PRACTICE BUILDING: Beef up the bottom line with a phone consultation policy
Providing additional services for patients outside the therapy room can be a sticky issue, particularly if you derive much of your income from managed care. How much telephone time can you spend with patients? Can you bill managed care for this time? Should you bill the client directly?
In the box on page 6, we look at some of the legal issues. The word we get is that you might--in some cases--be reimbursed for this time while keeping your practice on firm legal and ethical ground.
But first we hear from Holly Hunt, a therapist and practice consultant in Los Angeles, who believes that clinicians should charge for phone chats on a pro-rated basis--just as attorneys do.
Hunt works with managed care clients, but she makes it clear at intake that if they need to talk to her by phone, they’ll be charged over and above their co-pay. The outgoing message on her answering machine spells out the times durig the day when she’ll be returning calls.
She bases her phone charges not on managed care rates but on her own standard fee--$130 for a 45-minute session. “That way, they’re paying something for the service, which keeps it professional,” Hunt says. “And they have to decide: Is this important enough for me to pay for a phone visit?”
Hunt uses the 15-minute gaps between sessions to return calls. “You can do a little bit each hour,” she says. “You can get a lot done, and then you don’t have that much to do at the end of your client week.” (Of course, it’s not necessarily that simple--see the box.)
A lot of therapists try to bill managed care for this kind of phone work. But that’s a mistake, says Jean Thoensen, who owns PsychBiller, a therapist billing service in Centreville, VA. She says therapists often try to bill phone sessions using a 90806 for individual therapy.
“This is outright fraud,” she says. “Because the definition of CPT code 90806 specifically includes the phrase, ‘face-to-face.’ A phone session clearly doesn't meet that definition.”
Rarely, she goes on to say, a managed care company will approve a phone session for reimbursement. But you should check with the company ahead of time--don’t try for it after the fact. “I suggest using CPT codes 99371, 99372, or 99373, depending on the length of the call. Otherwise I tell my providers that this is a no-no, and phone sessions are self-pay.”
Those codes were adopted by the AMA in 1995, by the way. Use a 99371 for a brief phone consultation, 99372 for an intermediate call, and 99373 for a complex exchange. The definition of terms like “brief” and “complex” are subjective, Thoensen adds. She defines “brief” as 15 minutes.
Contacts: 1) Holly Hunt, Long Beach, CA (562) 987-8947, www.essentialsofprivatepractice.com; 2) Jean Thoensen, PsychBiller, LLC, Centreville, VA, (703) 266-8612, www.psychbiller.com.
Should you check with a patient’s managed care company before billing directly for a brief phone call? Yes, advises Bryant Welch, a risk management attorney who works with the American Professional Agency, a malpractice insurance broker.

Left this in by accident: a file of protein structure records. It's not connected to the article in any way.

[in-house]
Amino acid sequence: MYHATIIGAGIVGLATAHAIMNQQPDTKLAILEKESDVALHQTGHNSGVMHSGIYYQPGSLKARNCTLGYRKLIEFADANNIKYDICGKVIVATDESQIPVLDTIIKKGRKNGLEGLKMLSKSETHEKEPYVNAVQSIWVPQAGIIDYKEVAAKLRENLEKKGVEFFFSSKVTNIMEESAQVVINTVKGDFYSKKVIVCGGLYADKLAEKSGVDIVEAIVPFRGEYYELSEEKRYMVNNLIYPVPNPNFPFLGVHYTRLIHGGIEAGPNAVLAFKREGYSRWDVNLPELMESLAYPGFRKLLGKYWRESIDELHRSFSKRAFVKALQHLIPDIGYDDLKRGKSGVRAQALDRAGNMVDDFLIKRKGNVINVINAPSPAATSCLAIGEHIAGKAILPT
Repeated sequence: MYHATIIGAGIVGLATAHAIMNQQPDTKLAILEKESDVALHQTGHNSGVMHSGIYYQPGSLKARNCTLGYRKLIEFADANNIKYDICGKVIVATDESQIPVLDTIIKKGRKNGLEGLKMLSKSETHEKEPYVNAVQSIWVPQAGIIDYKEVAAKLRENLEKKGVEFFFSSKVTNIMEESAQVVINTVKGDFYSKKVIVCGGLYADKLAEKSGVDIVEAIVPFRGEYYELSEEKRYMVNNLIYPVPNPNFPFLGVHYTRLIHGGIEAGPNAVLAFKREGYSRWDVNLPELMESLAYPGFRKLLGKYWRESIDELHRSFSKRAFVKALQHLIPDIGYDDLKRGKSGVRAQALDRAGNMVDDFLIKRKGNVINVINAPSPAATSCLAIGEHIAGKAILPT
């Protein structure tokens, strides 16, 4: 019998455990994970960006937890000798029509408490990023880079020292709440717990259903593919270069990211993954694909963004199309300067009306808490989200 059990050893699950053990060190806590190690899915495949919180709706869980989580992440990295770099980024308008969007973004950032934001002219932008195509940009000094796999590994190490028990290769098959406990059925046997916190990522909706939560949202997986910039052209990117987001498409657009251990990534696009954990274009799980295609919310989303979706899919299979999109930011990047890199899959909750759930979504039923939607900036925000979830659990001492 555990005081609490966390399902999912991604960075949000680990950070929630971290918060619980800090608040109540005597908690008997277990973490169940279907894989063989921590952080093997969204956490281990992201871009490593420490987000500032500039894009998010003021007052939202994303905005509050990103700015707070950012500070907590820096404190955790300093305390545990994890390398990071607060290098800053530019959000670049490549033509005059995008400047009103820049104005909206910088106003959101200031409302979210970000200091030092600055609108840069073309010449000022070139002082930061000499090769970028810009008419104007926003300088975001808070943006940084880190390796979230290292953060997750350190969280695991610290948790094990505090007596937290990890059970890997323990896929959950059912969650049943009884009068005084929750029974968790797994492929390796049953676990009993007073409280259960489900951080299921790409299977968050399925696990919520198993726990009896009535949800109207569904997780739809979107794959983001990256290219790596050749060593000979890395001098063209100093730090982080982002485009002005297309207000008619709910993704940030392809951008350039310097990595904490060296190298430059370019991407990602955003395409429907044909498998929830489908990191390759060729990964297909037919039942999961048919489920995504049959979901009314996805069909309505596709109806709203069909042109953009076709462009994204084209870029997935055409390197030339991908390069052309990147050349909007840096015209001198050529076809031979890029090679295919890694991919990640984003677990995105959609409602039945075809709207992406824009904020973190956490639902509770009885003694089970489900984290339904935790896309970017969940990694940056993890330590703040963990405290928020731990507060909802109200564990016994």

He says some contracts prohibit clinicians from charging additional fees. “Some require that the therapist accept the managed care fee as payment in full for treatment,” Welch points out. “It doesn’t provide for billing for telephone contacts. The billing could be interpreted as a violiation of that provision.”
Jean Thoensen, the billing professional quoted in the accompanying article, hasn’t found that to be a problem. She says billing the client directly for short phone conversations is akin to billing them for no-shows.
Many managed care contracts, including some Magellan contracts she’s seen, allow a clinician to charge a client for a no-show at the managed care rate. Thoensen suggests staying within that range for phone consults, too, rather than charging your full rate.
“As long as the patient has signed an agreement at intake that they will pay for phone calls out of pocket, then there’s no problem at all. It doesn’t even need to be reported to your managed care company—no managed care company is going to say you can’t talk to your patient on the phone.”
Thoensen adds that she’s never heard of anyone
getting into hot water with a managed care company or licensing board over phone billing or billing for no-shows. In fact, she works with one client who charges clients over and above her full fee for missed appointments.
“If the client cancels within 24 hours, she charges $100, which is her full fee,” says Thoensen. “But if the person just doesn’t show up, she charges $125.” Does she ever collect? “Sometimes,” Thoensen says.
Our advice is to check your managed care agreements to see if these questions are addressed. Some companies cover these issues on their websites as well.
By the way, the American Psychological Association ethics code—adopted verbatim by many state licensing boards—approves of billing for phone therapy. The same goes for email, according to Stephen Behnke from the APA’s office of ethics.
“The ethics code doesn’t specify modality, so it would apply to any type of service the [therapist] would be providing,” Behnke says.
Phone therapy, “is something people are interested in looking at for a variety of reasons—maybe they live in rural areas, or they may be ill and can’t travel. There are a lot of people within the APA who think that can be done successfully.”
A final note: Bryant Welch reminds us that even with private pay clients, policies concerning billing for phone sessions should be spelled out at intake.